Rush Hour: Bus faster than a Porsche

congested_highwayThe Florida Department of Transportation (FDOT) now permits and encourages buses running on the interstate shoulders. Issuing guidance for District offices and transit agency partners, FDOT describes steps to evaluate and consider the use of interstate shoulders for operating buses.

Shoulder-running buses have been bypassing interstate traffic jams for decades in Minneapolis-St. Paul, where they also must contend with keeping the shoulders clear of snow. More recently, Miami-Dade implemented a pilot project in which the agency initiated three bus routes to travel on the shoulders of Miami Dade Expressway Authority facilities. The 3-year pilot project of buses operating on highway shoulders was deemed a success and achieved its objectives of reducing travel time, increasing on-time performance and ridership, and reducing fuel expenses as a result of shorter bus idling times.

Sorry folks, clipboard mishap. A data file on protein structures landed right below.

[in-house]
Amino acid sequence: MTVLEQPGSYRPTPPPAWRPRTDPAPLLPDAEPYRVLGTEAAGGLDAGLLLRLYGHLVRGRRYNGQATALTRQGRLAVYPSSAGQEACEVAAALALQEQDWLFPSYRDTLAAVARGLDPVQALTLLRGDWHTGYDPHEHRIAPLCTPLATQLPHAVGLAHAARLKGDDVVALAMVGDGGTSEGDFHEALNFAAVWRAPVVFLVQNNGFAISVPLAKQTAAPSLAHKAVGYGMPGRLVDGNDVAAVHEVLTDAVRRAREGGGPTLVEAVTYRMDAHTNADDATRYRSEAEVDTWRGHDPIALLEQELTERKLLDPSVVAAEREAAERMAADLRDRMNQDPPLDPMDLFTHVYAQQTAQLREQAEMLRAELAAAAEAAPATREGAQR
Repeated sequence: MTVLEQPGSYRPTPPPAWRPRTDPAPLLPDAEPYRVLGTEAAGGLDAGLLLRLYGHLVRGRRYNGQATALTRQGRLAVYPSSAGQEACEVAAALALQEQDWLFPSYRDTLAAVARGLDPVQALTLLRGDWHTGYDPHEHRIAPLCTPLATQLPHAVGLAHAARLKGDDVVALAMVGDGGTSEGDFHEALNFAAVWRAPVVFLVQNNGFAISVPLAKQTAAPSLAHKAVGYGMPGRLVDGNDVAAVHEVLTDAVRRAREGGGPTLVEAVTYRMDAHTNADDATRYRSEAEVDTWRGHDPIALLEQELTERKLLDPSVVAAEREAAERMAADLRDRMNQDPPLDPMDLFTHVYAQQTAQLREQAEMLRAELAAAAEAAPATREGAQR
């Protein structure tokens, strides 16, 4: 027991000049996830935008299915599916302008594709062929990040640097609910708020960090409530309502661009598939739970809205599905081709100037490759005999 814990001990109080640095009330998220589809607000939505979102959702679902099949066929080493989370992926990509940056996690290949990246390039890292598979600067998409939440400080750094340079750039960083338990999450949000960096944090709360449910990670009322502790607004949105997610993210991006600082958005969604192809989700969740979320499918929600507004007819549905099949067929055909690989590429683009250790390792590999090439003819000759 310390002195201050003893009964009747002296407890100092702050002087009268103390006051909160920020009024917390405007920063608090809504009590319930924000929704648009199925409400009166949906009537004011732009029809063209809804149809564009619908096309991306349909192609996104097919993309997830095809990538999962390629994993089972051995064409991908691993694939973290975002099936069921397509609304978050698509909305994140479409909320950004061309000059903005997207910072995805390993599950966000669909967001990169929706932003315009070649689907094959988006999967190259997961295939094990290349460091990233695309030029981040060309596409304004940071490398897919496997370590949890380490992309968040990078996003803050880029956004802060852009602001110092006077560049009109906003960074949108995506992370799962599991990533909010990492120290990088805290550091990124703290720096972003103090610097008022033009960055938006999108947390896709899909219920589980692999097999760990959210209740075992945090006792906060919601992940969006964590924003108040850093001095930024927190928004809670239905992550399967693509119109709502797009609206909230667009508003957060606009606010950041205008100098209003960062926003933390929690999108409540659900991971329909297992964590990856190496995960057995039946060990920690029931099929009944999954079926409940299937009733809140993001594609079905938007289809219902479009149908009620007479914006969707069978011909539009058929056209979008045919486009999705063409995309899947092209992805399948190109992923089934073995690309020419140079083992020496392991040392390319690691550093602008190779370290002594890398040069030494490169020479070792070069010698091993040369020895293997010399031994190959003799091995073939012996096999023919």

In Tampa Bay, express buses bypassing traffic jams on the shoulders of I-275 would make a big difference to HART’s proposed AirPorter project. As reported in St Petersblog, HART’s top priority for new & discretionary funding in 2017 is a rapid bus route connecting downtown Tampa, downtown St. Petersburg, and the Carillon area of St. Petersburg to Tampa International Airport – mostly using congested I-275. As outlined by HART officials, the service would use a “premium vehicle” that would run every 15 minutes during rush hours and every half hour at other times, up until 9 p.m. on weeknights and 9:30 p.m. on weekend nights. “The AirPorter is obviously gaining a lot of traction, especially in the Legislature,” noted HART strategic planning committee chair Sandy Murman.

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